Using GIS Applications Outside the Classroom: Community Health Scan
Mia Poynor is currently an undergraduate junior studying International Health with a minor in Human Security and Geospatial Intelligence. She is the Programming Chair for SCmappers, the Youthmappers chapter for USC. Mia’s academic interests lie in health, disparities, community development, and disaster relief in an international context. She is very passionate to be a part of this integrative discipline and hopes to learn more about all GIS applications and how they relate to her interests.
Read Mia's Youthmappers blog post (April 16, 2018) about her experiences using the power of GIS to improve the health of a local community in the course SSCI 340: Community Health Scan.
In this course, Mia and her classmates studied Skid Row, an area in South Los Angeles that is synonymous for homelessness, poverty, and poor health outcomes. The research framework consisted of three parts: primary data collection, the creation of geospatial maps, and a proposed intervention based on our primary data.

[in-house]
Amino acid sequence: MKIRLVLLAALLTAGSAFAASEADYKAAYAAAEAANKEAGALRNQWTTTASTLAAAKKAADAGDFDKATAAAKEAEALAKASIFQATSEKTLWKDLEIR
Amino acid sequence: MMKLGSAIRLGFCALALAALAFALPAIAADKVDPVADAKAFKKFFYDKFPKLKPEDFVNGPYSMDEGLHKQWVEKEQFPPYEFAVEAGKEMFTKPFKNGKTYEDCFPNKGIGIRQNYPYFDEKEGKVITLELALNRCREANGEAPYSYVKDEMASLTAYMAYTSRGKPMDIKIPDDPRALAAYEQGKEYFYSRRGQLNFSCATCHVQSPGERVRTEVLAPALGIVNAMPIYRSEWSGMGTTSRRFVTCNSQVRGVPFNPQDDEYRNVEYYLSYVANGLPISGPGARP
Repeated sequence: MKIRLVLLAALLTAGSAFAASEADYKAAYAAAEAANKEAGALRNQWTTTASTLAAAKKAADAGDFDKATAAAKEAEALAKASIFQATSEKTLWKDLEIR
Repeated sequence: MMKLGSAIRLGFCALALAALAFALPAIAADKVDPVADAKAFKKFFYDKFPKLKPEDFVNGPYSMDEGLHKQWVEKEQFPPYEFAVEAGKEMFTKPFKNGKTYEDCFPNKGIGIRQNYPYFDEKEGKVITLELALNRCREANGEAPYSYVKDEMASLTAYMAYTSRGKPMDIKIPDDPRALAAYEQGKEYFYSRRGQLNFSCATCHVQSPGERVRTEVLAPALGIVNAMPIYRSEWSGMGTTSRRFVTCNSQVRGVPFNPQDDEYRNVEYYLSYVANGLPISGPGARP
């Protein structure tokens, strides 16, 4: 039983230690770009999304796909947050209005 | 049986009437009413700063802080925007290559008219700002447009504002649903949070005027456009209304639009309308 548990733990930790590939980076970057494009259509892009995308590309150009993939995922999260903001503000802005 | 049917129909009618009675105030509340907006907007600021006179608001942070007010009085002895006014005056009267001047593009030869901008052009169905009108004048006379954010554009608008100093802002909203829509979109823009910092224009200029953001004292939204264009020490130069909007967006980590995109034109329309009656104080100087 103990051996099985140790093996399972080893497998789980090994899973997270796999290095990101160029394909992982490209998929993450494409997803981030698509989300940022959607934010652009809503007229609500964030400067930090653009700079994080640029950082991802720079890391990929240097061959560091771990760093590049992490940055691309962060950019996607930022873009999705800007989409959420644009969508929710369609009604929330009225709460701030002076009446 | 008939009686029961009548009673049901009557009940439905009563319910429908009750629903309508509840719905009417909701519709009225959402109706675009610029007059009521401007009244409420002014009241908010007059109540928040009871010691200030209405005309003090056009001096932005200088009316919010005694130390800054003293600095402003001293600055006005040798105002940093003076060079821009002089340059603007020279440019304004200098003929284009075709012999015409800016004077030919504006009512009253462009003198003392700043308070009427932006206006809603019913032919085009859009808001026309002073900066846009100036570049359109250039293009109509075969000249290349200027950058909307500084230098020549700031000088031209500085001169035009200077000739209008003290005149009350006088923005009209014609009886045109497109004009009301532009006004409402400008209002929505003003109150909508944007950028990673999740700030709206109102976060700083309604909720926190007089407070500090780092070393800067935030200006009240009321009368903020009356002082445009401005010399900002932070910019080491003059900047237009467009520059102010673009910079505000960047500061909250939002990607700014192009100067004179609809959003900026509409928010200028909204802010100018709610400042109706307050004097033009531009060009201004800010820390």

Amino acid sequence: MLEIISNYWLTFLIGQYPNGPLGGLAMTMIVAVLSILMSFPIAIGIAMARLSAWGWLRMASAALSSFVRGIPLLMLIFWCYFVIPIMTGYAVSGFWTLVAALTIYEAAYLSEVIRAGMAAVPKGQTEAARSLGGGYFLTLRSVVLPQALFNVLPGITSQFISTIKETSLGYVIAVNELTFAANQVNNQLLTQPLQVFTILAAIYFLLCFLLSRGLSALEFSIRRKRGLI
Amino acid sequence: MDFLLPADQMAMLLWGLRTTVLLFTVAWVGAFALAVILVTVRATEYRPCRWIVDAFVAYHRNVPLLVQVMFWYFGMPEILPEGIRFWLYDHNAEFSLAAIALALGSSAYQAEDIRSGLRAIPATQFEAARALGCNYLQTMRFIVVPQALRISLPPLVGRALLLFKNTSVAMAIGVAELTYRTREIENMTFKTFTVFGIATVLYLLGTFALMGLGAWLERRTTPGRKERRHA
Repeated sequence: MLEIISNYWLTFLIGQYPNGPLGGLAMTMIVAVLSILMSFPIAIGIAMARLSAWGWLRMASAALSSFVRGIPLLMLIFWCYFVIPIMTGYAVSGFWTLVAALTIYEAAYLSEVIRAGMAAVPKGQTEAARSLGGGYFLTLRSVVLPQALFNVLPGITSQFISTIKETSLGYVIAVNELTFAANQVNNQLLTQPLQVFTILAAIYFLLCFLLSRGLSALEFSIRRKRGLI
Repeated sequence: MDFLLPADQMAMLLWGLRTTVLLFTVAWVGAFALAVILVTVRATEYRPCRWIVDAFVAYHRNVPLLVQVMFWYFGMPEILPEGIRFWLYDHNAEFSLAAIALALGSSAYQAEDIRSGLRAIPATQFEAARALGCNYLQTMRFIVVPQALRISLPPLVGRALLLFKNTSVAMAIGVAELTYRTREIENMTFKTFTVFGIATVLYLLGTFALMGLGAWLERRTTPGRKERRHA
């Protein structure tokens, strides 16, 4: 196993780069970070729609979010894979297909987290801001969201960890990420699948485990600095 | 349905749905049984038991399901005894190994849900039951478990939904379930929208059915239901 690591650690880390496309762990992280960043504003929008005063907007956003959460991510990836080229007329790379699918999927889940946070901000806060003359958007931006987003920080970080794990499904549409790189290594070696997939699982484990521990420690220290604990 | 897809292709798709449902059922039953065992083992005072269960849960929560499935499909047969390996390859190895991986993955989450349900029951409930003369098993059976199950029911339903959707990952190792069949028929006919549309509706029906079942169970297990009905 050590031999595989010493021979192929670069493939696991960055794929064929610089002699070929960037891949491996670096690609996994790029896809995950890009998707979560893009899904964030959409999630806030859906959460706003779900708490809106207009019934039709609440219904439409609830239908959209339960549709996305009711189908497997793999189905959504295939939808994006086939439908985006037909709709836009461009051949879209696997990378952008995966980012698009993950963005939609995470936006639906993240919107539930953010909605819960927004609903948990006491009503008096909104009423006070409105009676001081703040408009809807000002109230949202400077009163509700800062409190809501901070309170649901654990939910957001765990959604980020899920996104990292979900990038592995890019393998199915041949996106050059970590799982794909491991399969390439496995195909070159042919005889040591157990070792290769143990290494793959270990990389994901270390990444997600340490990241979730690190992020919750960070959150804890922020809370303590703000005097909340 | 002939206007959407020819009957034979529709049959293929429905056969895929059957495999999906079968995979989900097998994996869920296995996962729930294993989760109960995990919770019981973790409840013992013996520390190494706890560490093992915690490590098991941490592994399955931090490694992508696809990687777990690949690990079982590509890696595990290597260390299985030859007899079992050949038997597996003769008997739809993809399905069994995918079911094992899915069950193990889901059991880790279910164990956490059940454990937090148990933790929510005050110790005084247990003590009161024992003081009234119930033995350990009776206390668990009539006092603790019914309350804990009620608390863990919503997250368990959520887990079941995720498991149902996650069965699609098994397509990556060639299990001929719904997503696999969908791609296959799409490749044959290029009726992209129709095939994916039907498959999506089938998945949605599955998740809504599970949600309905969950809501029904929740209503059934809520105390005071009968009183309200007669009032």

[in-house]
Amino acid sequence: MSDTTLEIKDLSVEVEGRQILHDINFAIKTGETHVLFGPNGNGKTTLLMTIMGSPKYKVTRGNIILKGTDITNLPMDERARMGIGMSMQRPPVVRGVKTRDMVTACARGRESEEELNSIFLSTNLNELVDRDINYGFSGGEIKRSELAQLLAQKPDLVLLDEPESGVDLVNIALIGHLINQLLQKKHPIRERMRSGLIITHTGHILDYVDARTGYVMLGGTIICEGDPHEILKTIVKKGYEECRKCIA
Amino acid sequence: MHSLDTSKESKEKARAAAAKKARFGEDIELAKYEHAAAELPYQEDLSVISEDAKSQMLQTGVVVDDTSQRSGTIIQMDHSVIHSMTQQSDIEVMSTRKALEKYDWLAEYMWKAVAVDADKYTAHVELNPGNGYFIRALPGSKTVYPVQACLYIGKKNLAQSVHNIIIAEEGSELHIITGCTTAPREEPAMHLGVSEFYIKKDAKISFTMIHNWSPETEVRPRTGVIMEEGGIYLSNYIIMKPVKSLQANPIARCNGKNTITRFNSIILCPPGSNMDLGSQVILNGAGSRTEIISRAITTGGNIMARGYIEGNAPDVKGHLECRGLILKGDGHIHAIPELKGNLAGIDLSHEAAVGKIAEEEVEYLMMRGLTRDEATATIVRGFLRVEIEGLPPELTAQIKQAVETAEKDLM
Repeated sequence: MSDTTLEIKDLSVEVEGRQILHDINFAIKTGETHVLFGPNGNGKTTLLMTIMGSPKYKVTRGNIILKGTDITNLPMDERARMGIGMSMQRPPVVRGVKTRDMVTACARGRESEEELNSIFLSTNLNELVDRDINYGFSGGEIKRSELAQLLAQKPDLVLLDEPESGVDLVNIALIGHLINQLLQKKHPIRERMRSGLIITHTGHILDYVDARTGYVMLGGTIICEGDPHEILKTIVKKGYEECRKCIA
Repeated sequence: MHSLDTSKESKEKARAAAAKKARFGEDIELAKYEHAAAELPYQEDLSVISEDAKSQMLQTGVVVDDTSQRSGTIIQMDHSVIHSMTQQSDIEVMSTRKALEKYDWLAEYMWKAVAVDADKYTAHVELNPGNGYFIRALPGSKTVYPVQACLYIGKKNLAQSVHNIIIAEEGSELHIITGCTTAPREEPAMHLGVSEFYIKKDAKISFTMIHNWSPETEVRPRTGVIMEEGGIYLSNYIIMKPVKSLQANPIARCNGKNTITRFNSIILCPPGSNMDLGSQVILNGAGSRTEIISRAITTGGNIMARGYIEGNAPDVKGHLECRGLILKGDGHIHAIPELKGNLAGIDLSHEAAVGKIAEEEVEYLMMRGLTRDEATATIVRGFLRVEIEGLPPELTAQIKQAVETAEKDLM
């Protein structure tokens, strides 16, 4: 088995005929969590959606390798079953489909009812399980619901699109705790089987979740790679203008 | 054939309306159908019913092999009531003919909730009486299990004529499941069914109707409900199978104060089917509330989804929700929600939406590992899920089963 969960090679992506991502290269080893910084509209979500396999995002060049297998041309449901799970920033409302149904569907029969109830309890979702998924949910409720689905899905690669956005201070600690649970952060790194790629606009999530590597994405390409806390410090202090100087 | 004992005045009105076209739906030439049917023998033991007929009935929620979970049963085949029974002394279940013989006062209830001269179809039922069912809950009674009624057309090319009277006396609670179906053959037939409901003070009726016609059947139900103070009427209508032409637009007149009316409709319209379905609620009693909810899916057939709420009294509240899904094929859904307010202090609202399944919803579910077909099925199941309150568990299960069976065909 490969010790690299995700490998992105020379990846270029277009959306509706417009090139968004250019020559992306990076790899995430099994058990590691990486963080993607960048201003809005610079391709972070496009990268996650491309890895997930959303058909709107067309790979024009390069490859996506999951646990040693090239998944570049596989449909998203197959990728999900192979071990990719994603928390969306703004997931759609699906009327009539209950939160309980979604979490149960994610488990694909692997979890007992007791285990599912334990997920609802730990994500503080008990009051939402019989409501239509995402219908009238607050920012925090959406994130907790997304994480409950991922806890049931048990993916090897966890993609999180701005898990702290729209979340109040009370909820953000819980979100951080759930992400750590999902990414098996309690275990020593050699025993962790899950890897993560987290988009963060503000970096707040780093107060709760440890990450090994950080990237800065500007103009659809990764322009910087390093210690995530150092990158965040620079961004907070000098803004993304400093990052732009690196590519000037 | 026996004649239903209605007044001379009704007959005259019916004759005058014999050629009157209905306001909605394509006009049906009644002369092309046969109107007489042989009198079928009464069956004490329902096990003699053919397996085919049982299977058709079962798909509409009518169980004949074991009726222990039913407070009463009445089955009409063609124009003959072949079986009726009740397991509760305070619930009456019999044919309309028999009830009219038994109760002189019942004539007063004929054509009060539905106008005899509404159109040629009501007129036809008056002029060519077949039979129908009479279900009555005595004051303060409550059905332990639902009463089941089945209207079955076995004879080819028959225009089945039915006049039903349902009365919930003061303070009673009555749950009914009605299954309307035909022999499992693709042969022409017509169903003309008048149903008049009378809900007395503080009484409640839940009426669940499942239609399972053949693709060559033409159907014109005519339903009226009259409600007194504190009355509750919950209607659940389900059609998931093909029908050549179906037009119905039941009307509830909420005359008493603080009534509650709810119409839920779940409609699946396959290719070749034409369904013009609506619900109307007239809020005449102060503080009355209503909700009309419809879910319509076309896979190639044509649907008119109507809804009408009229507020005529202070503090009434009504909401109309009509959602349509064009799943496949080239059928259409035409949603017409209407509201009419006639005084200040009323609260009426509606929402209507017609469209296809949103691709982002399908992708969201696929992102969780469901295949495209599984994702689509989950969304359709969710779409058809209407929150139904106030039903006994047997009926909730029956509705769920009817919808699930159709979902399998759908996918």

Using Collector for ArcGIS, an application part of the ArcSuite that utilizes the GPS technology in mobile devices to easily collect data in the field, Mia and her classmates surveyed the number of existing health, food, housing, transportation, commercial, and educational resources in the area. After collecting their primary data, they used census data and city specific data from the Los Angeles County Geospatial Data Portal to create intermediate maps.
Mia and her partner produced this final map as part of a collection of other maps related to commercial influence, housing, health, and other resources. Based on their data collection and the interviews they conducted, their proposal presented to a panel of USC professors focused on affordable housing access and a green space with a recreation center where events could occur and resources could be easily obtained.
This course reaffirmed Mia's passion for health and betterment of a community by incorporating the community’s perspective and the value of using GIS to help communities in the future.
Well done, Mia, her SSCI 340: Community Health Scan classmates, and faculty members Dr. Darren Ruddell and Dr. Dennis Green!